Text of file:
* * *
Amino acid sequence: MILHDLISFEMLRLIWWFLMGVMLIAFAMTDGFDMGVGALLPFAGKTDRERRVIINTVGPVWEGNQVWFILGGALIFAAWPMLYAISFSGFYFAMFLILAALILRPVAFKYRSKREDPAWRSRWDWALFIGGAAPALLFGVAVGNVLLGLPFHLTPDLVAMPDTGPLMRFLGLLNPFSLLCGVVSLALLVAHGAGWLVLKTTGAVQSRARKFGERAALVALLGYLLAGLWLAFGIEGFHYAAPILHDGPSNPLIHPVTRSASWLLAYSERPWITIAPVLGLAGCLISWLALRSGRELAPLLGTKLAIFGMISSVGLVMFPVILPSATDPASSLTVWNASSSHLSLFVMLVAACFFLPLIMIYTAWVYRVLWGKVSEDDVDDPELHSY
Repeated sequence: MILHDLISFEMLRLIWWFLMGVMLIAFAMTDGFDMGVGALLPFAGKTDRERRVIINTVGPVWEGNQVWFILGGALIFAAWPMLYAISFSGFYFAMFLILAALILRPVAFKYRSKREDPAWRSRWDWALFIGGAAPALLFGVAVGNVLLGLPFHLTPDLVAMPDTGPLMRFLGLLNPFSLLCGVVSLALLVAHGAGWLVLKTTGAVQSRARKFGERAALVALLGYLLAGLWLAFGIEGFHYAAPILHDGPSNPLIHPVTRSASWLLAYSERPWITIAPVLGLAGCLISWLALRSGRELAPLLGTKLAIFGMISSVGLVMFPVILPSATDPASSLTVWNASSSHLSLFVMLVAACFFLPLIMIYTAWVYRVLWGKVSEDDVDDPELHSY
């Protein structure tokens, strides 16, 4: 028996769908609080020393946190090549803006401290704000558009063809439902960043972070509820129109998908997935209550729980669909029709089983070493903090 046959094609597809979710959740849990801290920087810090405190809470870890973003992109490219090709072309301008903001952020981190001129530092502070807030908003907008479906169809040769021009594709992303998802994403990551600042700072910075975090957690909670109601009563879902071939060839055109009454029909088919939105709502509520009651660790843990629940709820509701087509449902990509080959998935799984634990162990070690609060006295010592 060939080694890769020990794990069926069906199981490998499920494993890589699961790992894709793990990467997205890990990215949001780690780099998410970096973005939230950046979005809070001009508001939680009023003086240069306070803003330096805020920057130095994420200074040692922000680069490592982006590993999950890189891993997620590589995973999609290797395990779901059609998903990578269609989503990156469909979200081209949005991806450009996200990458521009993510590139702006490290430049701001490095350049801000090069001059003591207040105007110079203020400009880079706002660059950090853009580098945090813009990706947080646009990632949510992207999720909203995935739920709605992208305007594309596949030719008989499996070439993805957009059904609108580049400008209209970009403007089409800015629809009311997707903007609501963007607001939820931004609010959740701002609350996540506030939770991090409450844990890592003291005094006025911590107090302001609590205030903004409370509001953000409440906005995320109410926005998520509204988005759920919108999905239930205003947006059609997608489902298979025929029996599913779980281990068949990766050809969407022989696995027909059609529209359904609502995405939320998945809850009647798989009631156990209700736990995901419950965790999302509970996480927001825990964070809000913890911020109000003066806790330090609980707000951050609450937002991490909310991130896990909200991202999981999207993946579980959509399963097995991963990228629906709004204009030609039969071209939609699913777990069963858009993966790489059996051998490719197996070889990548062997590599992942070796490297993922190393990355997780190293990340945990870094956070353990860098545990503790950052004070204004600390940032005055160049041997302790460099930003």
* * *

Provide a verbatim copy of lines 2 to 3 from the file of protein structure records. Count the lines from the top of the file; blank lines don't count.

Repeated sequence: MILHDLISFEMLRLIWWFLMGVMLIAFAMTDGFDMGVGALLPFAGKTDRERRVIINTVGPVWEGNQVWFILGGALIFAAWPMLYAISFSGFYFAMFLILAALILRPVAFKYRSKREDPAWRSRWDWALFIGGAAPALLFGVAVGNVLLGLPFHLTPDLVAMPDTGPLMRFLGLLNPFSLLCGVVSLALLVAHGAGWLVLKTTGAVQSRARKFGERAALVALLGYLLAGLWLAFGIEGFHYAAPILHDGPSNPLIHPVTRSASWLLAYSERPWITIAPVLGLAGCLISWLALRSGRELAPLLGTKLAIFGMISSVGLVMFPVILPSATDPASSLTVWNASSSHLSLFVMLVAACFFLPLIMIYTAWVYRVLWGKVSEDDVDDPELHSY
């Protein structure tokens, strides 16, 4: 028996769908609080020393946190090549803006401290704000558009063809439902960043972070509820129109998908997935209550729980669909029709089983070493903090 046959094609597809979710959740849990801290920087810090405190809470870890973003992109490219090709072309301008903001952020981190001129530092502070807030908003907008479906169809040769021009594709992303998802994403990551600042700072910075975090957690909670109601009563879902071939060839055109009454029909088919939105709502509520009651660790843990629940709820509701087509449902990509080959998935799984634990162990070690609060006295010592 060939080694890769020990794990069926069906199981490998499920494993890589699961790992894709793990990467997205890990990215949001780690780099998410970096973005939230950046979005809070001009508001939680009023003086240069306070803003330096805020920057130095994420200074040692922000680069490592982006590993999950890189891993997620590589995973999609290797395990779901059609998903990578269609989503990156469909979200081209949005991806450009996200990458521009993510590139702006490290430049701001490095350049801000090069001059003591207040105007110079203020400009880079706002660059950090853009580098945090813009990706947080646009990632949510992207999720909203995935739920709605992208305007594309596949030719008989499996070439993805957009059904609108580049400008209209970009403007089409800015629809009311997707903007609501963007607001939820931004609010959740701002609350996540506030939770991090409450844990890592003291005094006025911590107090302001609590205030903004409370509001953000409440906005995320109410926005998520509204988005759920919108999905239930205003947006059609997608489902298979025929029996599913779980281990068949990766050809969407022989696995027909059609529209359904609502995405939320998945809850009647798989009631156990209700736990995901419950965790999302509970996480927001825990964070809000913890911020109000003066806790330090609980707000951050609450937002991490909310991130896990909200991202999981999207993946579980959509399963097995991963990228629906709004204009030609039969071209939609699913777990069963858009993966790489059996051998490719197996070889990548062997590599992942070796490297993922190393990355997780190293990340945990870094956070353990860098545990503790950052004070204004600390940032005055160049041997302790460099930003």